Like a number of other California and Southwest Indians, the Northern Paiute have been known derogatorily as “Diggers” because some of the wild foods they collected required digging. They occupied east-central California, western Nevada, and eastern Oregon.
Where are the Paiute Indians from?
Today Southern Paiute communities are located at Las Vegas, Pahrump, and Moapa, in Nevada; Cedar City, Kanosh, Koosharem, Shivwits, and Indian Peaks, in Utah; at Kaibab and Willow Springs, in Arizona.
Name. Paiute (pronounced PIE-yoot). The name means “true Ute.” (The group was related to the Ute tribe.) The Spanish called both the Paiute and the Ute “Yutas,” which served as the origin for the name of the state of Utah.
The Southern Paiute language is one of the northern Numic branches of the large Uto-Aztecan language family. Most scholars agree that the Paiutes entered Utah about A.D. 1100-1200.
The Northern Paiute call themselves Numa (sometimes written Numu); the Southern Paiute call themselves Nuwuvi; both terms mean “the people”. The Northern Paiute are sometimes referred to as Paviotso. Early Spanish explorers called the Southern Paiute Payuchi (they did not make contact with the Northern Paiute).
The Paiutes suffered immensely under termination. Nearly one-half of all tribal members died during the period between 1954 and 1980, largely due to a lack of basic health resources.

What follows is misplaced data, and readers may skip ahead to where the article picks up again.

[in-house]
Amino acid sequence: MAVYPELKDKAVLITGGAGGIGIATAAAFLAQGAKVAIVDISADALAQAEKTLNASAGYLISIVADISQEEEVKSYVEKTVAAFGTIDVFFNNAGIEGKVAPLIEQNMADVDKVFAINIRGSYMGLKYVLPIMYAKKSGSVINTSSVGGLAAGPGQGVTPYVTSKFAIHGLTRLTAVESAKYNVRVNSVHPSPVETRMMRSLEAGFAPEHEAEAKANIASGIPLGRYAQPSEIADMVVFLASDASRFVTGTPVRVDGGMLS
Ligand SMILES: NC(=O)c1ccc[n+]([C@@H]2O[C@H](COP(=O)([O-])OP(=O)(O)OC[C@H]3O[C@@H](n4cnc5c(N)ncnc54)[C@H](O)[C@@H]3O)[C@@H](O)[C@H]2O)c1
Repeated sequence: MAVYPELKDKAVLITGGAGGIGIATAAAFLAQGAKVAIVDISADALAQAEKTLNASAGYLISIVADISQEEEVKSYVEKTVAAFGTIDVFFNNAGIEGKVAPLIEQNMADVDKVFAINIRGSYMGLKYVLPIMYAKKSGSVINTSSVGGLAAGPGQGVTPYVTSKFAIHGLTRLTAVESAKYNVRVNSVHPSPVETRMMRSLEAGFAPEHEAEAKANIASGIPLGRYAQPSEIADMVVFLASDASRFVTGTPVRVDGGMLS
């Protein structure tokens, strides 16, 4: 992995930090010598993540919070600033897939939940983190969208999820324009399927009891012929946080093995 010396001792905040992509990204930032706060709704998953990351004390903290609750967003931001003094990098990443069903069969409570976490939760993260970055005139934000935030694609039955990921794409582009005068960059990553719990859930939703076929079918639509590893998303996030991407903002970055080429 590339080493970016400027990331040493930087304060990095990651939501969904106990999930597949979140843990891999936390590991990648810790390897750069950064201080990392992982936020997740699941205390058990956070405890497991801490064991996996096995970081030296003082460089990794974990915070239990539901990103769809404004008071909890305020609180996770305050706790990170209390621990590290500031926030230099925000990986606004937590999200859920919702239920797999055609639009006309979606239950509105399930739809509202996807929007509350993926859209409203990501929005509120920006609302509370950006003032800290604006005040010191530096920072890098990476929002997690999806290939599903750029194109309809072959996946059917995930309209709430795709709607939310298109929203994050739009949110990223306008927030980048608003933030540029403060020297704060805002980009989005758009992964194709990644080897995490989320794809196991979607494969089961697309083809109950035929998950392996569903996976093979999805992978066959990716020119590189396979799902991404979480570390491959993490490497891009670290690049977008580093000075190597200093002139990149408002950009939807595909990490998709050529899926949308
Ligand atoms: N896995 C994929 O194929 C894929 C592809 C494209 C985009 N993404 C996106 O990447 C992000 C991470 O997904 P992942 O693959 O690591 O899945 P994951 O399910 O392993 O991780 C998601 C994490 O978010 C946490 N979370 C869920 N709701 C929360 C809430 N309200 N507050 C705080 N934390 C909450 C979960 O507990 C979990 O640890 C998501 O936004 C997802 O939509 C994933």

The Ute and Southern Paiute Indians are descended from the same group of Numic-speaking hunter-gatherers that began migrating east from southern California around A.D. Historically, the two groups shared similar, but not identical, hunter-gatherer lifestyles.
The Paiute had a strong belief in the supernatural. This was evident in their practice of shamanism to assist in childbirth and other parts of life. These shamans functioned as a community healer and would be mentored by a more experienced shaman.
Since the 19th century, the dominant portrayal of the Paiute people has remained unchanged. Modern authors and historians use the same language as the early settlers, and call the Paiutes the “Snake Indians”, a derogatory term that is both insulting and unacceptable to the tribe.
Their tribal membership is currently around 800, although their numbers were in the thousands in the past. Prior to contact with Europeans, the Paiutes’ area included land from southern California, to Nevada, to Utah, and northern Arizona.
Life Among the Paiutes: Their Wrongs and Claims is a book that was written by Sarah Winnemucca in 1883. It is both an autobiographic memoir and a history of the Paiute people during their first forty years of contact with European Americans.
Used the pinyon pine nut as an important food. Ate big and small animals, birds, reptiles, fish, and insects. Gathered and ate wild seeds, plants, roots. Caught fish and small animals.
Most Western Paiute Indians lived in wickiups. Wickiups are small round or cone-shaped houses made of a willow frame covered with brush. Eastern Paiute people preferred Plains-style tipis.
Thank you! Pesa Mu! Pe-sha muh! Thank all of you!
The Numu (Northern Paiute) language is a member of the Uto-Aztecan language family. It is most closely related to the language of the Owens Valley Paiute and to Mono, spoken directly on the other side of the Sierra Nevada.